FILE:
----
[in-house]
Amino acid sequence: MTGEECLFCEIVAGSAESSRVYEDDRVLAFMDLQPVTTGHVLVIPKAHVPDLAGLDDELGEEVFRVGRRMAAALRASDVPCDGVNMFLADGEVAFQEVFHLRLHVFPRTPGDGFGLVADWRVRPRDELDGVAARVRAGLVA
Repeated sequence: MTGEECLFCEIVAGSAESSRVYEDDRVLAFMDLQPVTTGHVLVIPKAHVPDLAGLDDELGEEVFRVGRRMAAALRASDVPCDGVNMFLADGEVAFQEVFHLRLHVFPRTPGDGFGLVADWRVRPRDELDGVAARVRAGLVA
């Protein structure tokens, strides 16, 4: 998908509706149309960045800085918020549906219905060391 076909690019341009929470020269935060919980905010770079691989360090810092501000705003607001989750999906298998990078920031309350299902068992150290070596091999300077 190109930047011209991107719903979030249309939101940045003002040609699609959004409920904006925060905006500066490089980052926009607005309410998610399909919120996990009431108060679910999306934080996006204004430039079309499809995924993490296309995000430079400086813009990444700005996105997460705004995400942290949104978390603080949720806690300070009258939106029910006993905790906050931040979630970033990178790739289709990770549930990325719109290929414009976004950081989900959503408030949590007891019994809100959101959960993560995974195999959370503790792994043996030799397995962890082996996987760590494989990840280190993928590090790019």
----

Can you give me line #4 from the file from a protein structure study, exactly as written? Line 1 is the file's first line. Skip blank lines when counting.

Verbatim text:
């Protein structure tokens, strides 16, 4: 998908509706149309960045800085918020549906219905060391 076909690019341009929470020269935060919980905010770079691989360090810092501000705003607001989750999906298998990078920031309350299902068992150290070596091999300077 190109930047011209991107719903979030249309939101940045003002040609699609959004409920904006925060905006500066490089980052926009607005309410998610399909919120996990009431108060679910999306934080996006204004430039079309499809995924993490296309995000430079400086813009990444700005996105997460705004995400942290949104978390603080949720806690300070009258939106029910006993905790906050931040979630970033990178790739289709990770549930990325719109290929414009976004950081989900959503408030949590007891019994809100959101959960993560995974195999959370503790792994043996030799397995962890082996996987760590494989990840280190993928590090790019």